It also offers practical suggestions about managing overheads, profit margins, inflation and other challenges.
The latest edition of NRM was published by the Royal Institution of Chartered Surveyors and breaks the framework down into three parts:
First published in 1976, the CESMM is now in its fourth edition.
Much like the NRM, it seeks to provide an industry standard for measuring and construction estimation.
Unlike the NRM, however, CESMM focuses specifically on civil engineering projects, like dams, bridges, railways, roads and others.
It offers advice on how to quantify, price and estimate these jobs.
But as well as checking out the NRM and the CESMM, there are plenty of changes you can make now which will help improve your construction estimates.
Here are some of the most important:
One of the best ways to achieve consistency in your construction estimates is to develop a clear process that everybody in the company can easily understand and follow.
The goal is to avoid conflicting information and estimating techniques from project to project. Instead, establish firm guidelines around things like:
This should help reduce confusion and avoid construction cost estimators having to reinvent the wheel with each new job.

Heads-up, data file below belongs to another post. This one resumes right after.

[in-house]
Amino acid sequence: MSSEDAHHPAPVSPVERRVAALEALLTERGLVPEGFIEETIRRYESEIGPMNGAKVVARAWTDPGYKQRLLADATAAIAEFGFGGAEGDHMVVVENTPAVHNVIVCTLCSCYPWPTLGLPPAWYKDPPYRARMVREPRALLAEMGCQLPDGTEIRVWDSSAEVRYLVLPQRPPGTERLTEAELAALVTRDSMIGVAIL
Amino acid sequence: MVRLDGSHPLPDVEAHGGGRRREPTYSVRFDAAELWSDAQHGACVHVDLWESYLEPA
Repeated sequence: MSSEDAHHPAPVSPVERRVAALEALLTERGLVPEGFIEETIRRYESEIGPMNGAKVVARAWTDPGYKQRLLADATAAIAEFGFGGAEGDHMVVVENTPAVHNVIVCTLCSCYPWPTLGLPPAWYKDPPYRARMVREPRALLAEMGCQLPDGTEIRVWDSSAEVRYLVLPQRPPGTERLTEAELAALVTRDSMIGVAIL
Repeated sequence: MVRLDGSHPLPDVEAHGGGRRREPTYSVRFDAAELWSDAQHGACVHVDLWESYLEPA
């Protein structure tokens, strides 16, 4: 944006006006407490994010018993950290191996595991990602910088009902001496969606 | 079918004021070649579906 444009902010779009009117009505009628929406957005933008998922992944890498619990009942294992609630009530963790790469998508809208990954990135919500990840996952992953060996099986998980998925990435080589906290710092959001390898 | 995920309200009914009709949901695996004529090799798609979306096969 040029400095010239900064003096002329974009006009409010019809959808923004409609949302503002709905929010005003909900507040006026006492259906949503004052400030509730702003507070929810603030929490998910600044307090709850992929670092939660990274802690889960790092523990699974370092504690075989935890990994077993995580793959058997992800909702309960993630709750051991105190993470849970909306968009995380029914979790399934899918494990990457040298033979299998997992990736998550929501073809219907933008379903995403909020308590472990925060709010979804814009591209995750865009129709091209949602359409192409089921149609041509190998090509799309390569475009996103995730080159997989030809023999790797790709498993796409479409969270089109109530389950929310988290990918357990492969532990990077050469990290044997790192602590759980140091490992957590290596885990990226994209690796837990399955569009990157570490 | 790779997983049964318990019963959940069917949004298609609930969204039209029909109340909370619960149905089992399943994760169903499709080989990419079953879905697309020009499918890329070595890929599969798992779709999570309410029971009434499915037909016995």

Historical information is your best friend when it comes to construction estimating.
If your current estimate includes information on, eg, the price of tiled flooring per square metre – you can use this to speed up similar estimates in future.
The best way to do this is to maintain a central library of commonly used items, complete with quantities and rates.
That means when estimators need to price up tiled flooring on future jobs, they can simply check the library for rates and quantities used previously, then add them to the estimate.
The more items you can quickly add from the library, the quicker the whole process becomes.
Anyone who’s ever priced up a construction job will tell you there’s a frustrating amount of admin involved.
Using consistent construction estimating templates can help reduce the amount of time spent on these tedious tasks.
A construction estimating template should include information on item descriptions, quantities, unit rates, labour costs, material costs and any other relevant items.
It’s also helpful to keep the format of this information consistent between your templates and your item library.